ISLAMABAD -  The Supreme Court on Saturday dismissed a review petition of the federal government regarding the prime minister’s powers to levy or give exemption in taxes.

A three-member SC bench headed by Justice Saqib Nisar while taking up the review petition against the apex court’s judgment observed that the prime minister could not bypass the cabinet in the matter. Justice Saqib said that “the constitution does not allow the prime minister to take a solo flight, adding that only the federal government has the power to exempt or levy taxes.

The importers of cellular phones and textile goods had challenged the notifications before the Islamabad High Court that those were not in accordance with the Section 3 of the Sales Act. The high court, however, dismissed their petitions. The importers had filed appeals against the IHC verdict in the apex court, which disposed it of.

The federal government earlier had granted certain exemptions from sales tax , but subsequently, these exemptions were either withdrawn or tax rates modified vide notifications, which were issued under the provisions of Sales Tax Act, 1990.

Justice Saqib said that nowhere it was written in the constitution that the prime minister or any minister or adviser was the federal government, adding the Rules of Business 1973 could not be superior to the constitution. He questioned whether the prime minister could sanction anything without the approval of the cabinet .

The judge said that according to the constitution the federal government comprises the prime minister and the federal ministers. He said that the PM was the chief executive of the country, but he can’t be called the federal government.

Additional Advocate General Rana Waqar appearing on behalf of the federation and argued that for running the country there was a need of strong premier. The court after hearing the arguments dismissed the petition.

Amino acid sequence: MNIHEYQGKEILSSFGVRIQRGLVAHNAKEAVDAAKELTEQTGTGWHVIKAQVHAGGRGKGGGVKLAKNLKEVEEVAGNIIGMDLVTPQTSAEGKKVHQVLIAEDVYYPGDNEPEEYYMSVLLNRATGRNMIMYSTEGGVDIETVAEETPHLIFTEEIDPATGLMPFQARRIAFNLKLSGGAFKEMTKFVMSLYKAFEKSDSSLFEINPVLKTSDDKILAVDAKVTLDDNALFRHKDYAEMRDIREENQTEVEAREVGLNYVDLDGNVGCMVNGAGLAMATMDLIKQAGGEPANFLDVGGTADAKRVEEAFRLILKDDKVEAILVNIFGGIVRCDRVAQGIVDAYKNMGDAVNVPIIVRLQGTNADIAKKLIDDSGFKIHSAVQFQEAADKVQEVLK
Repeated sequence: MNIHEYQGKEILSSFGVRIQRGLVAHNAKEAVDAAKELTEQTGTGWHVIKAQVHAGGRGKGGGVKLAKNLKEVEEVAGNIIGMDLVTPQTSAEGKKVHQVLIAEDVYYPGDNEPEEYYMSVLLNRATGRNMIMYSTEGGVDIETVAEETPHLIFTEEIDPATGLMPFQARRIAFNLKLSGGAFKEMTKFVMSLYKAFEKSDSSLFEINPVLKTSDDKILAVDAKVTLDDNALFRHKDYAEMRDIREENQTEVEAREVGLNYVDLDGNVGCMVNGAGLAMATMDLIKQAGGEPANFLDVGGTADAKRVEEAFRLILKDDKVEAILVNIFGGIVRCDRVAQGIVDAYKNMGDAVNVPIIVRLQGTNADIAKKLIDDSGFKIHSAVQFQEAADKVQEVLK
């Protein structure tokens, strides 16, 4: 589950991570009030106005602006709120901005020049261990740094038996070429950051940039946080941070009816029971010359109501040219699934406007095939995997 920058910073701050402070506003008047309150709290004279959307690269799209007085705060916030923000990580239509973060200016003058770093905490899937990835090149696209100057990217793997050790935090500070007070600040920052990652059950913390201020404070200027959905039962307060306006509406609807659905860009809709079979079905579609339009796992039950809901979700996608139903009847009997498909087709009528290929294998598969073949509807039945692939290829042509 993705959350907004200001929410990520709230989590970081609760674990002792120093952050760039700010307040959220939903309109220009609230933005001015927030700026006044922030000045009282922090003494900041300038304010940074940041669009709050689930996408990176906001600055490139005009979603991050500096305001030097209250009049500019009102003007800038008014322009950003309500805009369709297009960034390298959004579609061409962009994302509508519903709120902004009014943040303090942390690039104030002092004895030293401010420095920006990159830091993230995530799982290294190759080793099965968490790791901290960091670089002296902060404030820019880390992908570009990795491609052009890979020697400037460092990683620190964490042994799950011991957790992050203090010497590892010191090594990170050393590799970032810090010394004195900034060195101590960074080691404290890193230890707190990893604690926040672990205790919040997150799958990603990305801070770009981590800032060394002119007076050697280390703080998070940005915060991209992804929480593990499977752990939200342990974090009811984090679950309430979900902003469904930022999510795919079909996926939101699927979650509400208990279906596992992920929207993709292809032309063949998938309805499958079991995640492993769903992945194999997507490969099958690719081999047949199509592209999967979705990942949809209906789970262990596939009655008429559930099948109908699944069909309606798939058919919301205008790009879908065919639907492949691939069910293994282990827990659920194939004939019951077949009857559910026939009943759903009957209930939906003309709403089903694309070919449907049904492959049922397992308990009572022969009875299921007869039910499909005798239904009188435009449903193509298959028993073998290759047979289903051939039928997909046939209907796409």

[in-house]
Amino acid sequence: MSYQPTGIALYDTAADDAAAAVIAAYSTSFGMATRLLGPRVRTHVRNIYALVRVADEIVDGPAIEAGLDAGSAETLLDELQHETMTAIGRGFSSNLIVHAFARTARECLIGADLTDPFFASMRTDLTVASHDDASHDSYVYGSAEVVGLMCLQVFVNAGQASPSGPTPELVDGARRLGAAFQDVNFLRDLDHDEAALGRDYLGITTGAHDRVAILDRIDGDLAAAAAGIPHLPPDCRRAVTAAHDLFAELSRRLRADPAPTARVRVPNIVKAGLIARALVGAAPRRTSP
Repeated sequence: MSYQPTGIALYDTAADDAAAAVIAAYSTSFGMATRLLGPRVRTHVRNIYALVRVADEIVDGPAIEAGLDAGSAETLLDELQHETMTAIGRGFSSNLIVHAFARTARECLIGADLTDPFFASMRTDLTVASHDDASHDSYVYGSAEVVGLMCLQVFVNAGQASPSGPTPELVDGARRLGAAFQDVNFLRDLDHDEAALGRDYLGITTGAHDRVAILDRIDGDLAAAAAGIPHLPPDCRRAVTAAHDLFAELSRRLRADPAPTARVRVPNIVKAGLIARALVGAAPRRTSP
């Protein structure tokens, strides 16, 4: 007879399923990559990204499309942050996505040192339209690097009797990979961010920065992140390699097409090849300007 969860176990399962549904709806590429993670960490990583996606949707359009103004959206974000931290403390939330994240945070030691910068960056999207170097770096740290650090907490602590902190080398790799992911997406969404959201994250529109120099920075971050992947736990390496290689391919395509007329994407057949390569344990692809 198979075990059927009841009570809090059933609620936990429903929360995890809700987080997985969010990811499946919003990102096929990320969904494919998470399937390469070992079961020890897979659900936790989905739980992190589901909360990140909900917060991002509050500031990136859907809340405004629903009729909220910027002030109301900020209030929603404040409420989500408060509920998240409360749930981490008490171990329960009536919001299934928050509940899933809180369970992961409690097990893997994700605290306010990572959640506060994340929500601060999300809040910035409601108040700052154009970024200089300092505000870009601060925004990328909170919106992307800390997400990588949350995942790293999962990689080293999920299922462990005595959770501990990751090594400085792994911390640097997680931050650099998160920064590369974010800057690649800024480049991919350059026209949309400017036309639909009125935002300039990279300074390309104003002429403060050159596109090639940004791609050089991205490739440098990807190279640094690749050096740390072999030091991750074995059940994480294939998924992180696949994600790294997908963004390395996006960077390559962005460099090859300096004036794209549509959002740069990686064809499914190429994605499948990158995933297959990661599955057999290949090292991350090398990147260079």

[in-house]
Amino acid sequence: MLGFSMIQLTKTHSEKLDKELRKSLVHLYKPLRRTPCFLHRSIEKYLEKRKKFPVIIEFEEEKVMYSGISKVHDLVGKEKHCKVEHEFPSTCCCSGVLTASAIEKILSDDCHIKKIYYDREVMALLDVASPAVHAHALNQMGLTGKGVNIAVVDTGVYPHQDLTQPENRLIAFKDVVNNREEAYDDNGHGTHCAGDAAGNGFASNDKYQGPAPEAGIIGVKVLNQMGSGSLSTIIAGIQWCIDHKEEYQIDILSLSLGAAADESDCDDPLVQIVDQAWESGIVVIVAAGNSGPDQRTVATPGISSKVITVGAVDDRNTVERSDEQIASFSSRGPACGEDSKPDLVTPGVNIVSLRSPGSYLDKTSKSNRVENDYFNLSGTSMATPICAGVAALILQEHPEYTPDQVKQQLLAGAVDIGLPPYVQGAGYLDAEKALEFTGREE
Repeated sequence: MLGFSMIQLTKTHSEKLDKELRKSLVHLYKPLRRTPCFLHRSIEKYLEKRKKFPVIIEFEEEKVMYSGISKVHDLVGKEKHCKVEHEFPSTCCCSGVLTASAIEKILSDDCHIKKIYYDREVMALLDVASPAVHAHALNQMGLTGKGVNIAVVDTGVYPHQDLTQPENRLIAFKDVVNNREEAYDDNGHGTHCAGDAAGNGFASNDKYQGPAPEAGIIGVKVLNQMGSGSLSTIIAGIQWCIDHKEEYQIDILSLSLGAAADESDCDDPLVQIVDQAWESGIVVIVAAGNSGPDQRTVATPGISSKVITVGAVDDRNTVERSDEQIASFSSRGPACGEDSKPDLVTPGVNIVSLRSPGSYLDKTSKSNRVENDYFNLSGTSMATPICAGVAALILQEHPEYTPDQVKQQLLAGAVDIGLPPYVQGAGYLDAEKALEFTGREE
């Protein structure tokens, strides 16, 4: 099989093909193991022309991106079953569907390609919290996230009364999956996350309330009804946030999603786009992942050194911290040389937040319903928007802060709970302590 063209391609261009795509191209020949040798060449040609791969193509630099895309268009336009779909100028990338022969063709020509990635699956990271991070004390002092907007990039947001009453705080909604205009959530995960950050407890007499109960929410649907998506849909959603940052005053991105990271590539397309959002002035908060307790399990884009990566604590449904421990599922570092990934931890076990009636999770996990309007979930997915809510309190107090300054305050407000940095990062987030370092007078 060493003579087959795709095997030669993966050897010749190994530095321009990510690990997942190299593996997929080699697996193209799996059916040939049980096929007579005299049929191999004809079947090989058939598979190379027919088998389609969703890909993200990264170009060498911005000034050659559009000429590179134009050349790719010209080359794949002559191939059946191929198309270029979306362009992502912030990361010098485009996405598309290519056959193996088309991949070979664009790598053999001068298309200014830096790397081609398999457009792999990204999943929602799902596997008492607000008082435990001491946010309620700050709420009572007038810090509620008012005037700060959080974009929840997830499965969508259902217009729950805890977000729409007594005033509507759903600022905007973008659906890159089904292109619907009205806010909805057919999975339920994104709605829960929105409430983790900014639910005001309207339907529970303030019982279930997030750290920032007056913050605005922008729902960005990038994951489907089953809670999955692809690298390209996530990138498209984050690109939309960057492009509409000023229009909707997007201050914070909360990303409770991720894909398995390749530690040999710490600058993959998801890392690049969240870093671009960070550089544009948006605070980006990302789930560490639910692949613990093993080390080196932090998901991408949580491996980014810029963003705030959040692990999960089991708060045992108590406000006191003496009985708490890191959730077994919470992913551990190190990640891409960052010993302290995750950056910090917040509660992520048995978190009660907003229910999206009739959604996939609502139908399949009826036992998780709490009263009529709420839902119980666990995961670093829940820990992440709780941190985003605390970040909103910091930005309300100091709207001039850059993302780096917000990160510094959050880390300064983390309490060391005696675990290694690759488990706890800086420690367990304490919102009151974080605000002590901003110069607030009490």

The apex court on August 18 rejected the appeal of the federation against the Islamabad High Court verdict. It ruled that the prime minister could not take decisions on his own regarding ordinances, bills and financial matters.

The court had struck down the fiscal notifications enhancing the levy of tax issued by the secretary revenue division or the minister and declared them ultra vires.

The judgment said the federal government was the collective entity described as the cabinet , comprising the prime minister and the federal ministers. It said that neither a secretary, nor a minister, or nor the prime minister was the federal government and exercise, or purported exercise, of a statutory power, which is exercisable by the federal government if exercised by any of them, pertaining to fiscal matters will be constitutionally invalid and nullity in the eyes of law.

It ruled that the cabinet has to be given reasonable opportunity to consider, deliberate on and take decisions in relation to all proposed legislation including the Finance Bill or Ordinance or Act, and in this regard, actions taken by the prime minister on his own were not valid and also were declared ultra vires.

The judgment said that the function of the chief executive (PM) was to execute and implement the policy decisions taken by the cabinet . The PM executes policy decision and does not take them by himself.